empowerment. It is therefore an integral component of these other five critical areas of concern.
1.2.6. Violence Against Women, including Human Rights of Women
Violence against women and the girl-child has become recognised universally including Botswana as one of the pervasive social problems, which require
Violence against women and girls in Botswana is a serious concern and an escalating problem, which destroys the emotional, physical and social well
being of women and girls. The recent study on the socio–economic implications of violence against women, shows the government’s commitment to
rooting out this evil from the society. A multi-sectoral plan to implement the recommendations of the study has been developed.
1.3 Major achievements
A major achievement in implementing the National Plan of Action for gender equality and advancement of women has been the adoption of two very
important documents. In 1996, Government promulgated the National Policy on Women in Development. This policy attempts to address the situation of
women in Botswana in an integrated and multi-sectoral manner. It focuses on areas including;
• Elimination of all negative economic and socio-cultural practices as well as inappropriate laws which will be done through eliminating all forms of
inequalities and inequities among women and men.
• Enhancement on women’s health which will be achieved through promoting women’s health including reproductive health and rights.
• Promotion of education and skills training which will be done by ensuring that education is designed to create gender awareness.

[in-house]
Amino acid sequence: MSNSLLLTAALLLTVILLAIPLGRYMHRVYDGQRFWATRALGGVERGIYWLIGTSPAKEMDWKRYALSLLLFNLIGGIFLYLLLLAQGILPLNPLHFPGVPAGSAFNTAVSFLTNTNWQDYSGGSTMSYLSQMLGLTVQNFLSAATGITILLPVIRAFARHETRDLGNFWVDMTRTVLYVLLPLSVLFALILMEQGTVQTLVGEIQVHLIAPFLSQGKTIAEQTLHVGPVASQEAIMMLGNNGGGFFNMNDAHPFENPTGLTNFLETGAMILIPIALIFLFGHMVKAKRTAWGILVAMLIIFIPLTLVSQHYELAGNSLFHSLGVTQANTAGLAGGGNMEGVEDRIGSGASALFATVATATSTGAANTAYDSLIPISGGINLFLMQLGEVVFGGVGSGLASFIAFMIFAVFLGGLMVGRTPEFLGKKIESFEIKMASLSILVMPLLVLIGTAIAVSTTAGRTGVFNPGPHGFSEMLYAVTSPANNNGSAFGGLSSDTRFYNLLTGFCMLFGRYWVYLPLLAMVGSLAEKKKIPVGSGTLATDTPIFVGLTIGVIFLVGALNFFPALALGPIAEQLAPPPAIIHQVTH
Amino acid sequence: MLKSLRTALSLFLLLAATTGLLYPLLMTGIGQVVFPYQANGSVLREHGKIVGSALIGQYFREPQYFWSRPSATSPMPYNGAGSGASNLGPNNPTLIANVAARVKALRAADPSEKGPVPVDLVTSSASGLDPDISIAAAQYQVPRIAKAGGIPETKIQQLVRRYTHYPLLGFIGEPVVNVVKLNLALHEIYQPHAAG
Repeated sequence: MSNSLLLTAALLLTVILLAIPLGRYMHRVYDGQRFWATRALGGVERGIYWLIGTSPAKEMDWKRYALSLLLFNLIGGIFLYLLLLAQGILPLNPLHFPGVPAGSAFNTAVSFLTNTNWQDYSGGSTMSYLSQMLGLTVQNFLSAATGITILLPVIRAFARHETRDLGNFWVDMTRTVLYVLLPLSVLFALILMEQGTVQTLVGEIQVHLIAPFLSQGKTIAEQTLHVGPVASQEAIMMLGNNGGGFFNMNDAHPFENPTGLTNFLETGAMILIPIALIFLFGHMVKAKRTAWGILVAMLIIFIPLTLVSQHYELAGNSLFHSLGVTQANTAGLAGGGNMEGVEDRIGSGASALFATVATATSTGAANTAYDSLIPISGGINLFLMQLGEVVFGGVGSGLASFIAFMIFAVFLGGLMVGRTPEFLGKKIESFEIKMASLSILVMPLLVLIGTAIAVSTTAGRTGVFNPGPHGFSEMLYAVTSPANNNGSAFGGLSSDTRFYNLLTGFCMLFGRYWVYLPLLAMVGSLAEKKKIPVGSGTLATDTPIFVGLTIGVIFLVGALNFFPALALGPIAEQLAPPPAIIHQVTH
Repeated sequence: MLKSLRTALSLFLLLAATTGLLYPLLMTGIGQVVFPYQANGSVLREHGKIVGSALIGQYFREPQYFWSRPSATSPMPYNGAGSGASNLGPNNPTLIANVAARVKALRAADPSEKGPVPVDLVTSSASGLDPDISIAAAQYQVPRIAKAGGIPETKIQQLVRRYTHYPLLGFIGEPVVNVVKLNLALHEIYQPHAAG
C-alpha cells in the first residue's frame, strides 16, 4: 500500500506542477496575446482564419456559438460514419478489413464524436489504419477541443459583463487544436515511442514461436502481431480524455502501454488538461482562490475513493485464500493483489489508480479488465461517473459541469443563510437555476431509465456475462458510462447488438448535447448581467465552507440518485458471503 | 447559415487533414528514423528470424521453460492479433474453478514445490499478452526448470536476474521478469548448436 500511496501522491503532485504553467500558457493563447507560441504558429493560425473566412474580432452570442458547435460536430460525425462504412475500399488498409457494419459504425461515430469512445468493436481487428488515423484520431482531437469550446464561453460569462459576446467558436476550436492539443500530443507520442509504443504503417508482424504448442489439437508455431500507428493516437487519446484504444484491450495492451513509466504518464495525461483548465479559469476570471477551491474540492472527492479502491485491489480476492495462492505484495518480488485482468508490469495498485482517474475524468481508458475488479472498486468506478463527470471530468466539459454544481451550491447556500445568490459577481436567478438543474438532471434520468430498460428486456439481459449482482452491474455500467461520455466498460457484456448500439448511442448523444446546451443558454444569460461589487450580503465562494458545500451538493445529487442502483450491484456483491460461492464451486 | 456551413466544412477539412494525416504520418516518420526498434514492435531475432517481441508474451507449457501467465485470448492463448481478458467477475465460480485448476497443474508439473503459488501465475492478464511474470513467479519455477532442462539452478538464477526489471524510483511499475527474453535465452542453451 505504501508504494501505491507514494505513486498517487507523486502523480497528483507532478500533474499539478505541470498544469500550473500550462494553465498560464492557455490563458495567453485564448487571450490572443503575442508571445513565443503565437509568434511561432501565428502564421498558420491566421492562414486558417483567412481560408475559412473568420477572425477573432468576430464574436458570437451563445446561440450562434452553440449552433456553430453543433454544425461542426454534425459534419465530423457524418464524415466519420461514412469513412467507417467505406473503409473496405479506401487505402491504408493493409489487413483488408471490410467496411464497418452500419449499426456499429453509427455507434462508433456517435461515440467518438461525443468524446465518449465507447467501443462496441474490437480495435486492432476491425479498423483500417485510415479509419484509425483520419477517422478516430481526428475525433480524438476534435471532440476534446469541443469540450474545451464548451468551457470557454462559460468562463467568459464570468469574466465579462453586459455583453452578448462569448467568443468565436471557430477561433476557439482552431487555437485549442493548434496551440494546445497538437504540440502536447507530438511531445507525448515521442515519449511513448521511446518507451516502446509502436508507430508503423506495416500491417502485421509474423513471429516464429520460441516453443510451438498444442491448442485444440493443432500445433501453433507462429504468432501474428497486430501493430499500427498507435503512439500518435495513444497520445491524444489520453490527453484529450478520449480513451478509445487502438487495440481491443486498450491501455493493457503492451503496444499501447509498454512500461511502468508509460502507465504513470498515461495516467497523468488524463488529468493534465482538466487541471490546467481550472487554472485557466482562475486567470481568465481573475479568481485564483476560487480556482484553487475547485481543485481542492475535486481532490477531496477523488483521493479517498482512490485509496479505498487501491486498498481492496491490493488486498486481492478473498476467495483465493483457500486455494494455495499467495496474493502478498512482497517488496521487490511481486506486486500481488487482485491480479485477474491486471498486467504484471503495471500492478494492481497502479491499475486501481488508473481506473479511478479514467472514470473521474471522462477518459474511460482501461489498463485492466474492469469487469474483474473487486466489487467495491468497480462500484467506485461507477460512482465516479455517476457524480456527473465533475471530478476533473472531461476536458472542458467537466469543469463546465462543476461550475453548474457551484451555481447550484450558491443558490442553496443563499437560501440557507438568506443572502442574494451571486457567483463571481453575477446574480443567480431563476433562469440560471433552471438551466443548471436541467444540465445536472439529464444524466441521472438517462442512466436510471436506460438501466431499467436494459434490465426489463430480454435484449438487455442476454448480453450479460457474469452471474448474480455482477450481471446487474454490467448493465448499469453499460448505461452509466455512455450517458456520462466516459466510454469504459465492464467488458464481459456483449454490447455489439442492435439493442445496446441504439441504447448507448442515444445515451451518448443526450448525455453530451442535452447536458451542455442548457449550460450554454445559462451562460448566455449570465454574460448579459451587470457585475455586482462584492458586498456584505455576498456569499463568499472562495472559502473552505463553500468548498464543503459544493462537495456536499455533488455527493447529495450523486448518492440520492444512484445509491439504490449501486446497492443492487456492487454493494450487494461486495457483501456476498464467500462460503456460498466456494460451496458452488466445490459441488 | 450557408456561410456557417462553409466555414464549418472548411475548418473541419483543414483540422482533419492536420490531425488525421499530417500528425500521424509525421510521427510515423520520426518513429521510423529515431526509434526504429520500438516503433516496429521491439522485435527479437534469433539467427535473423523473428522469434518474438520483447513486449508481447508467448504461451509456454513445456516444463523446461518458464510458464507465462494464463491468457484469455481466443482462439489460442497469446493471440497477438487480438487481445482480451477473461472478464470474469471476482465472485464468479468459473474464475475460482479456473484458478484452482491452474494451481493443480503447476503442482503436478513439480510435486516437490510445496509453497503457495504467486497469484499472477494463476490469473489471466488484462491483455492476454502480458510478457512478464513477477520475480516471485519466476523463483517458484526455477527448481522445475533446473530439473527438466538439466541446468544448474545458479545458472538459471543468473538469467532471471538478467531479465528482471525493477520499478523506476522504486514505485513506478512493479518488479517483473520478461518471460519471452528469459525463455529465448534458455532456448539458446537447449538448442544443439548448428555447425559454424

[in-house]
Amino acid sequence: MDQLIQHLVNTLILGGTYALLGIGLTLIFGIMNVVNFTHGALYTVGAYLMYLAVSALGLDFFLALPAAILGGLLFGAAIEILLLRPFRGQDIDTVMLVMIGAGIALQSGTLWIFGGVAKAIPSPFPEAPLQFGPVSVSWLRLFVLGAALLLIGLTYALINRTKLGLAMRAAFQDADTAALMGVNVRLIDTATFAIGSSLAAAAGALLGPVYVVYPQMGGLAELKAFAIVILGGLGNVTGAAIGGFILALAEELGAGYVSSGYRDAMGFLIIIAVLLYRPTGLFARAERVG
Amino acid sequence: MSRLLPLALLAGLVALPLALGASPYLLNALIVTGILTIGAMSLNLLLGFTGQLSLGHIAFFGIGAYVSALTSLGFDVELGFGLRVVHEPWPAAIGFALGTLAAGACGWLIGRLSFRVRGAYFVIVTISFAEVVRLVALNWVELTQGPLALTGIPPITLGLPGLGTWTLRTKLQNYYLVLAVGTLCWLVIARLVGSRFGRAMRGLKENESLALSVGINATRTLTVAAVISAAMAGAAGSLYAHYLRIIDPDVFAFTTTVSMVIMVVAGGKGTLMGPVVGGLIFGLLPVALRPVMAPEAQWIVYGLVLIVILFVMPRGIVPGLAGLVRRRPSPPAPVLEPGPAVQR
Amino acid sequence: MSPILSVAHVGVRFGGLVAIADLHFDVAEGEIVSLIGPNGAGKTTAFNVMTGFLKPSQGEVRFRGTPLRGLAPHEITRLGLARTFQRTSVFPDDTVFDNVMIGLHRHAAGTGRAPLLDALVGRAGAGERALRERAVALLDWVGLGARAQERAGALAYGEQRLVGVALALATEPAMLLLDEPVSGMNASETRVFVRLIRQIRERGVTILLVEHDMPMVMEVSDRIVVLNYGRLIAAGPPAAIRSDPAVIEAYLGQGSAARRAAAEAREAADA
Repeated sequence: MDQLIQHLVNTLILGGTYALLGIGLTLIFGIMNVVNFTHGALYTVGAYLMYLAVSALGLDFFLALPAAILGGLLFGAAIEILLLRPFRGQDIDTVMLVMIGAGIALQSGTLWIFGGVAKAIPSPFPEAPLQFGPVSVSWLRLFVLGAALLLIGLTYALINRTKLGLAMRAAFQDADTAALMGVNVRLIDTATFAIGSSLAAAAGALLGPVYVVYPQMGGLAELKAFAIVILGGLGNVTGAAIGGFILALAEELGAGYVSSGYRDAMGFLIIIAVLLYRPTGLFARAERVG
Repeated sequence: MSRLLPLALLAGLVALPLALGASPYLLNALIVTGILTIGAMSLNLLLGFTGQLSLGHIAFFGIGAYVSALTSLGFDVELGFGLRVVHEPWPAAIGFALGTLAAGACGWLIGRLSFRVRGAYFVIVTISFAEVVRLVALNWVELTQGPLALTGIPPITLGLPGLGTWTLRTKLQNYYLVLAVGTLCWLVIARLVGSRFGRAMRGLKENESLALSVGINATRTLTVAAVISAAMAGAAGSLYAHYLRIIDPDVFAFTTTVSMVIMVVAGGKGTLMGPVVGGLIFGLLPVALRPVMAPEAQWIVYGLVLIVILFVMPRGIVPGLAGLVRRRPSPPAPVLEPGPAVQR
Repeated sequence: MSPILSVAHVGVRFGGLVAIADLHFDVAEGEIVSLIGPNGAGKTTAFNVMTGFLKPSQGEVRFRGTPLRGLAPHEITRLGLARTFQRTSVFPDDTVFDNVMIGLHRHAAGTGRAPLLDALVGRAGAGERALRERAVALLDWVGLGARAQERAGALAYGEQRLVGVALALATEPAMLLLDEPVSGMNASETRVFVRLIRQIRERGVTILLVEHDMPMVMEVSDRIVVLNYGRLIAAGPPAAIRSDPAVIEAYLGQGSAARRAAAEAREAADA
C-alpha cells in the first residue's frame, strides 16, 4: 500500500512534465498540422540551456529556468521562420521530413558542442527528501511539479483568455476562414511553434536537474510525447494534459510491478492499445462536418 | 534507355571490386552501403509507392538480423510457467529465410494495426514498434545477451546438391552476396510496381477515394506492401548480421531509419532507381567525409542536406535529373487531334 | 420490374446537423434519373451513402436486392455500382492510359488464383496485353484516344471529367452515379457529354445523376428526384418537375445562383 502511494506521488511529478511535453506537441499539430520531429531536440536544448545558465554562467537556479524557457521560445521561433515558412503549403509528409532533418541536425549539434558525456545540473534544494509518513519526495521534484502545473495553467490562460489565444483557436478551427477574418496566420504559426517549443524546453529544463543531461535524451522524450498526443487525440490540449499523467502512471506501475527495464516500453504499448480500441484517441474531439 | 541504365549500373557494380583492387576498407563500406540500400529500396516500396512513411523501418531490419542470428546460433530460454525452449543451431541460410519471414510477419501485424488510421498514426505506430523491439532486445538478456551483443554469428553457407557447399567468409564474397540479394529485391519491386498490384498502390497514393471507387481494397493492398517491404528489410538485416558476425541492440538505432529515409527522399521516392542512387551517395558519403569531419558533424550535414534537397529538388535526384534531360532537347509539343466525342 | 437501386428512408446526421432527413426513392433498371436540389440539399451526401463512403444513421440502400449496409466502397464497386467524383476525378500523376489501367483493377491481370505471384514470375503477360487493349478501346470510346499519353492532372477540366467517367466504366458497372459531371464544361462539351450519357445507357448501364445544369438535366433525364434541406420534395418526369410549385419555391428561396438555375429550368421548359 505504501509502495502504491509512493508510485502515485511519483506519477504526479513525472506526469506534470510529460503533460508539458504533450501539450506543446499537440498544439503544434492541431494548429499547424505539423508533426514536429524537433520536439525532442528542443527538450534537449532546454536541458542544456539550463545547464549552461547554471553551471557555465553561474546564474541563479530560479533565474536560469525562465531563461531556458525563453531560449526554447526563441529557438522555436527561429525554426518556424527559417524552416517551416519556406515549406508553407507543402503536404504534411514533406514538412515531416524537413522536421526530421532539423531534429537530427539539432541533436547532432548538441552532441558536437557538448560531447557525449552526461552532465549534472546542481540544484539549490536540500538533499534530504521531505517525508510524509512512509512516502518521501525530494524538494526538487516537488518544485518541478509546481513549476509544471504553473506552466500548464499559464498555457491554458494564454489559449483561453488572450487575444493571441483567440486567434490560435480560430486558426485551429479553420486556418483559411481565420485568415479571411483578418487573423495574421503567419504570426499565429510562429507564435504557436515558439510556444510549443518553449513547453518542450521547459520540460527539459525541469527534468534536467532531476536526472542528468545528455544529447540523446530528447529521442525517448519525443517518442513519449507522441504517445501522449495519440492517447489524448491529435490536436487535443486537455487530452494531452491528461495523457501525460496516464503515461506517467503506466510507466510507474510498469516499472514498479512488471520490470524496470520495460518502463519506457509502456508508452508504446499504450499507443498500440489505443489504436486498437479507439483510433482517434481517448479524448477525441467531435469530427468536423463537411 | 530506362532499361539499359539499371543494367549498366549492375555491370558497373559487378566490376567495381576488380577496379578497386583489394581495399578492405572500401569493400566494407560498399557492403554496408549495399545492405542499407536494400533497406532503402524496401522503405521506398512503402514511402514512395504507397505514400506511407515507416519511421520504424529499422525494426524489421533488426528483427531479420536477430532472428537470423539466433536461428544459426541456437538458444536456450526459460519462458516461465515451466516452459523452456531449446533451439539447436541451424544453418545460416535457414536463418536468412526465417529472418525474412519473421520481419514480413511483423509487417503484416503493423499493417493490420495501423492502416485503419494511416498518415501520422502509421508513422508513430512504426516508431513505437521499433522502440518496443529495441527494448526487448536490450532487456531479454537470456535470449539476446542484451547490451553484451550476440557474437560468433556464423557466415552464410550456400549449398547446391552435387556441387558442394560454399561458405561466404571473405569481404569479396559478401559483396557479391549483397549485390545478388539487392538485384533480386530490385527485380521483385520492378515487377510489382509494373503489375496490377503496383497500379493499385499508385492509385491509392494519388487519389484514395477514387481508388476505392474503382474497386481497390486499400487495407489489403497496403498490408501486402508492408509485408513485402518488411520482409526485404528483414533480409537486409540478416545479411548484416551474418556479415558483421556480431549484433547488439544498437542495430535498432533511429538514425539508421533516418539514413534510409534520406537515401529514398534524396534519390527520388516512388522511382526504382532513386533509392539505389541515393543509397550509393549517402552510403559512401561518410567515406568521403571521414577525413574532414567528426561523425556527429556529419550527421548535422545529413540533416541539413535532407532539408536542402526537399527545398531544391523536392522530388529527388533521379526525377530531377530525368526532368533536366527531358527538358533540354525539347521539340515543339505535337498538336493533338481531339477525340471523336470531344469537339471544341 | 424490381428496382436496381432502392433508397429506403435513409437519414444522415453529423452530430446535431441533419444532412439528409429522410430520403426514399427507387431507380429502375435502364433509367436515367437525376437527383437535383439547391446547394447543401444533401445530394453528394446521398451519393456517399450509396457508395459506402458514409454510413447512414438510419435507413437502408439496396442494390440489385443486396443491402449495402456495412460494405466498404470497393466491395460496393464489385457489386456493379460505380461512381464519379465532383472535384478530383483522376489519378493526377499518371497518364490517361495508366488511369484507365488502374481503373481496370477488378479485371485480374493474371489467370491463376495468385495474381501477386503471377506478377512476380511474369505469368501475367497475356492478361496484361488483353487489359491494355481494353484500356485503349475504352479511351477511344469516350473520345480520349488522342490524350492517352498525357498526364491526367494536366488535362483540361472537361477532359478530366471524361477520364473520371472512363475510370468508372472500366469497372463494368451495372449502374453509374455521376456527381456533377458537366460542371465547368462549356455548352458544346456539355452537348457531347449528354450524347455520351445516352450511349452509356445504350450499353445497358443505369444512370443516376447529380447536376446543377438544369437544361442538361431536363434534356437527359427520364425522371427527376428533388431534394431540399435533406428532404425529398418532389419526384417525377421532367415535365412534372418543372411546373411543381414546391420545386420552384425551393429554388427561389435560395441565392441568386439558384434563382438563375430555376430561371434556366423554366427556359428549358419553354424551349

• Promotion of gender awareness in development planning which will be met through ensuring that the needs of women are identified and provided for.
1.3.1 Development of a gender sensitive legal framework.
Also, in the same year, 1996, another milestone in the advancement of women in Botswana was reached with the Government’s ratification of the UN
Convention on the Elimination of All Forms of Discrimination Against Women (CEDAW). The convention, inter alia, on Women’s rights emphasises the
need to review all laws and customs in order to remove gender bias. It also emphasises the importance of public human rights education, gender
sensitisation and the provision of legal services to assist women whose human rights have been violated. Whilst there has been a continual revision of
pieces of legislation to address gender inequalities in 1997/98 a comprehensive review of all laws affecting the status of women in Botswana was carried
out. The study made observations and recommendations for redress.
1.3.2 Elevation of the status of the National Women’s Machinery
It is worth noting that in 1996/97 the National Women’s Machinery was upgraded to a fully-fledged government department (Women’s Affairs
1.3.3 Research and documentation
A number of studies have been carried out on the six critical areas adopted by Botswana. For instance, a study on the Socio-economic Implications of
Violence against Women was completed in March 1999. A National Gender Programme (NGP) Framework and Plan of Action (POA) have been